Big U.S. banks halt stock buybacks, citing customer needs during coronavirus
FILE PHOTO: A view of the exterior of the JP Morgan Chase & Co. corporate headquarters in New York City May 20, 2015. REUTERS/Mike Segar/Files
NEW YORK (Reuters) – The biggest U.S. banks will stop buying back their own shares, and will instead use that capital to lend to individuals and businesses affected by the coronavirus, an industry trade group said on Sunday.
The Financial Services Forum said its eight members – JPMorgan Chase & Co (JPM.N), Bank of America Corp (BAC.N), Citigroup Inc (C.N), Wells Fargo & Co (WFC.N), Goldman Sachs Group Inc (GS.N), Morgan Stanley (MS.N), Bank of New York Mellon Corp (BK.N) and State Street Corp (STT.N) – would each halt share repurchases through June 30.
“The COVID-19 pandemic is an unprecedented challenge for the world and the global economy and the largest U.S. banks have an unquestioned ability and commitment to supporting our customers, clients and the nation,” the group said in a statement, referring to a severe and sometimes fatal respiratory infection that stems from the coronavirus.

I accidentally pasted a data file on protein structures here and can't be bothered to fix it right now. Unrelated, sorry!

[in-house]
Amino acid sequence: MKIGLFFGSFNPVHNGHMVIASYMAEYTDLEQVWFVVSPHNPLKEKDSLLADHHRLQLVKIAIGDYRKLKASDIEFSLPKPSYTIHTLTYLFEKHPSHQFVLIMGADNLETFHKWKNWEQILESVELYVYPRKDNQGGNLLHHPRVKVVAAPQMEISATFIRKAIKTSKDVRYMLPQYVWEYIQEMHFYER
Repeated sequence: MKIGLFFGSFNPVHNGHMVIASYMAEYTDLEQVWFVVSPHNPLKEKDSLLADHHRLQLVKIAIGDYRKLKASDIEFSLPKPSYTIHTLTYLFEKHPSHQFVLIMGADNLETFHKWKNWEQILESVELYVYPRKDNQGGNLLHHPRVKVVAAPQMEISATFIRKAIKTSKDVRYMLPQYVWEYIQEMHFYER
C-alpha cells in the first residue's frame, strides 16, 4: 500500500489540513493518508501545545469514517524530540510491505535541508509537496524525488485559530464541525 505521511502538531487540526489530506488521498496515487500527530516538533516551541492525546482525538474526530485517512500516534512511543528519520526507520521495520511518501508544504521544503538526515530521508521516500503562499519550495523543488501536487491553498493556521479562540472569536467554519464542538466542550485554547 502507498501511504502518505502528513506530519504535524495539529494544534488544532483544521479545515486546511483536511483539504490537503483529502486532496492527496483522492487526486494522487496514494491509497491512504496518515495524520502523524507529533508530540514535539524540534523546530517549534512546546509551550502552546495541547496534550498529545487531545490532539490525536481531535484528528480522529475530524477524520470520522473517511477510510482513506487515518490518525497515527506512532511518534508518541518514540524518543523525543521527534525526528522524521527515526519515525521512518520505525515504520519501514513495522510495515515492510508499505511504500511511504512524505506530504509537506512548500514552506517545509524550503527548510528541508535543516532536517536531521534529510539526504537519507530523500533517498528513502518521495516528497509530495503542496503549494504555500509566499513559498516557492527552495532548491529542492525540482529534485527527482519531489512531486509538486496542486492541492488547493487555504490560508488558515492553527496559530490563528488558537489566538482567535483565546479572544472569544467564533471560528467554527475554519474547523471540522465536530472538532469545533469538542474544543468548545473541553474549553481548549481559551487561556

The decision follows pressure from some U.S. lawmakers, who last week urged big banks to stop using funds to repurchase shares and instead support the economy.
It also comes within hours of the U.S. Federal Reserve slashing interest rates further and Wall Street’s home city, New York, detailing plans to close schools and senior centers, and toughen enforcement of restrictions on bars and restaurants.
The banks said their decision was consistent with actions by the Fed, the White House and Congress.
JPMorgan, the largest U.S. bank, said in a separate statement that it will use the extra funds to support lending to individuals, business owners and governments, and add liquidity in capital markets, “even if circumstances get dramatically worse.”
Reporting by Elizabeth Dilts; Writing by Lauren Tara LaCapra; Editing by Daniel Wallis